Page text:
If you haven’t yet read ‘Nitro: The Incredible Rise And Inevitable Collapse Of Ted Turner’s WCW’ then we urge you to do so immediately.
It truly is a remarkable book telling the in depth story of WCW’s Nitro years with genuine insight from many of the real power brokers from up and down the Turner organisation.
Before that though, why not go and have a listen to the latest episode of our ‘Because WCW’ podcast which sees hosts Liam Happe and Dean Ayass conduct an exclusive interview with the book’s author, Guy Evans.
This interview sees Evans expound on his thoughts in the book about all things Nitro. Happe and Ayass also brought the discussion up to date with a conversation about AEW Dynamite, the first wrestling show to broadcast on TNT in the USA since Nitro’s demise in 2001.
Evans suggested that AEW might have missed an opportunity in attacking WWE at a relatively low ebb, ratings wise, when they launched in September 2019 by electing to debut their programme on Wednesday night rather than directly against Raw on Monday.
He voiced that unlike when TNA attempted the same in 2010, WWE’s recent ratings drop leaves them a ‘wounded animal’ that could have allowed AEW to make a real statement by pulling a strong audience against WWE’s flagship show that has dominated Mondays since 1993.
“With the resources AEW (have), I’m not saying it would have been a Nitro/Raw thing but I think it would have been very interesting just to gauge what the numbers would have been for that first episode, and maybe you take a different strategy after that.
But I think WWE was at such a weak point, it was kind of a wounded animal and that would have been the ideal time to test the audience and see what would have happened.”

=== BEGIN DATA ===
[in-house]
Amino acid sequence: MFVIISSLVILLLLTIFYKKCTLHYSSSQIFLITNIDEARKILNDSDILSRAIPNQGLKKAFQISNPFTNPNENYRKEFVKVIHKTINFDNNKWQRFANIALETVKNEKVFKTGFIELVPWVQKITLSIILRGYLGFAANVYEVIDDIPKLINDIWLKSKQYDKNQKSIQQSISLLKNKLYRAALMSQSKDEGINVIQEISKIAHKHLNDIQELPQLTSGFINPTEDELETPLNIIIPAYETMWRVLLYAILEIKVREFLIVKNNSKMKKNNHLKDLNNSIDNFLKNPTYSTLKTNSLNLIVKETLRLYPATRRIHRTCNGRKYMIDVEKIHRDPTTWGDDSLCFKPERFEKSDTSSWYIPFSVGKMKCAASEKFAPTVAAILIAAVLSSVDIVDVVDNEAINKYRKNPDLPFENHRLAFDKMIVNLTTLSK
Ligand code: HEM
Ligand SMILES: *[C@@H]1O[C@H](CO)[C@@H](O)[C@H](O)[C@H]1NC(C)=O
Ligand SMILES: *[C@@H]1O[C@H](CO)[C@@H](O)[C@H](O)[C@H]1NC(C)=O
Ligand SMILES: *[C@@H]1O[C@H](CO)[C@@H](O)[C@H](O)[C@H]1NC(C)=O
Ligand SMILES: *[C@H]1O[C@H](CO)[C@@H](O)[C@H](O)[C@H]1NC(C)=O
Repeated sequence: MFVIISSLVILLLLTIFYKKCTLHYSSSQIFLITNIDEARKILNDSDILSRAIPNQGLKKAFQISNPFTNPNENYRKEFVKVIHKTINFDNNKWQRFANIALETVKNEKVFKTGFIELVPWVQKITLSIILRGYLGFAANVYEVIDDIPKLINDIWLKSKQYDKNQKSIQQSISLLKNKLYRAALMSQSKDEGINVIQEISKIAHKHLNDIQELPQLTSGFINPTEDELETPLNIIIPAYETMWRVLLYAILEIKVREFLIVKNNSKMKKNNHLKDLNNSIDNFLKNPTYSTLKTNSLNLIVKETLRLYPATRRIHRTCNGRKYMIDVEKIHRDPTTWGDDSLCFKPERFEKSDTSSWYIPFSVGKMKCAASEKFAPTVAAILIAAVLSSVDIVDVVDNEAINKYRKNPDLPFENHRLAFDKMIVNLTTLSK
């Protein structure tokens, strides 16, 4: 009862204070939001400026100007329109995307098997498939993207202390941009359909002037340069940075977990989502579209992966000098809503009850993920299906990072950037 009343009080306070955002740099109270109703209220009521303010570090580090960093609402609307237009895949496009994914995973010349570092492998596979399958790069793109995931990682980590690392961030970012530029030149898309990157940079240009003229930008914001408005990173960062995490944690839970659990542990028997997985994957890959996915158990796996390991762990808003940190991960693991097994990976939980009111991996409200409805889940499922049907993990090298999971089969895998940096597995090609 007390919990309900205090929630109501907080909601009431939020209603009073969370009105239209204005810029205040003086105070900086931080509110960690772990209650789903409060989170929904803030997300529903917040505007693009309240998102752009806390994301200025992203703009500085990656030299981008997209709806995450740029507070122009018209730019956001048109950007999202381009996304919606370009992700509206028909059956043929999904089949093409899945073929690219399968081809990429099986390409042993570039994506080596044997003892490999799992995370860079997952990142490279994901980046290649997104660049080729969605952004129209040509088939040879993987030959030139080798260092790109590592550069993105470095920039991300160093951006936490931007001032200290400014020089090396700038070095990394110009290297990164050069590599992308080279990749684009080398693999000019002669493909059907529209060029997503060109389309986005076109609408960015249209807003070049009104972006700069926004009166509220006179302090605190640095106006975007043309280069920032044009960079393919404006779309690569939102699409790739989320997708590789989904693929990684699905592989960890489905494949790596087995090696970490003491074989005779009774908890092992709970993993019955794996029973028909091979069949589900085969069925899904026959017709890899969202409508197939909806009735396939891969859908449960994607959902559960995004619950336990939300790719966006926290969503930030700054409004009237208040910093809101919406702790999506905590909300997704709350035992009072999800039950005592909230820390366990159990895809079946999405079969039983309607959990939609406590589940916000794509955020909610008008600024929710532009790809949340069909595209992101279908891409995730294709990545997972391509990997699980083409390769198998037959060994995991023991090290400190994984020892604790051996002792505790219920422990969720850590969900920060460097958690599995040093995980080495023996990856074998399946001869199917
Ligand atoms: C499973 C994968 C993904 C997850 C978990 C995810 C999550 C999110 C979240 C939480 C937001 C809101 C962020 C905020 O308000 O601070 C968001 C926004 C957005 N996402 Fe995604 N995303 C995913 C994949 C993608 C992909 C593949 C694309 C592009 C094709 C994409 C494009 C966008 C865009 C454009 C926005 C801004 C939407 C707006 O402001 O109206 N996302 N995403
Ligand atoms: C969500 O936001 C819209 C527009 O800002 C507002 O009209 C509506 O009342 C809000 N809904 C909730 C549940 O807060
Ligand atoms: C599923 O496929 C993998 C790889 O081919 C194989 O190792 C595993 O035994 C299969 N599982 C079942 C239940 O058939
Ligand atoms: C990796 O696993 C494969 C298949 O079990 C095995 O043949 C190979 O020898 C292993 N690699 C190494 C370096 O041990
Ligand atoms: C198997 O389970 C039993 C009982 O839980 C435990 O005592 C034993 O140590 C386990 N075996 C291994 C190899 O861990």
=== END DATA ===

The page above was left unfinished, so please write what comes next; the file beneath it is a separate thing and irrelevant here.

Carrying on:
Now of course, it is likely that the choice wasn’t AEW’s to make. TNT’s programming scheduling looks very different to how it looked in 2001. Primarily, it is now a significant broadcast partner of the NBA so maybe Mondays simply were not an option, even for one week.
But it is interesting that Evans, a man who has spent more time than most studying the actual business of the Monday Night Wars, believes WWE are in such a place with ratings that going head to head with them may have been effective.
He went on to state his opinion that WWE’s business model allows them to ‘rest on their laurels’ and he hopes something can come along to shake up that situation. He said:
“You look at WWE and they have a very nice cushion at the moment. Between the network, between the Saudi money, between the TV rights fees they’re able to command now which wasn’t even a thought in anyone’s mind in the (Monday Night Wars).
They’ve got a huge margin for error in terms of they’re not under tremendous pressure to present incredibly compelling programming. Their business literally doesn’t survive on that the way it did decades ago.
To this point they still haven’t got out of resting on their laurels and they seem to be very complacent about things. I would like to see something come along that would force them to up their game as I think that would be good for wrestling, good for the industry overall.”
AEW have accomplished a significant amount in the 9 months since their launch, particularly in terms of critical acclaim. Fans have embraced the new promotion led by billionaire Tony Khan, Cody Rhodes & The Young Bucks and for the first time since WCW’s demise, there is a genuine sense of competition for the eyeballs and the wallets of wrestling fans.
It will be fascinating to see how the pro-wrestling landscape looks in terms of weekly broadcast television over the next 12-24 months.
Please cite hookedonwrestling.co.uk and Because WCW if you wish to use these quotes.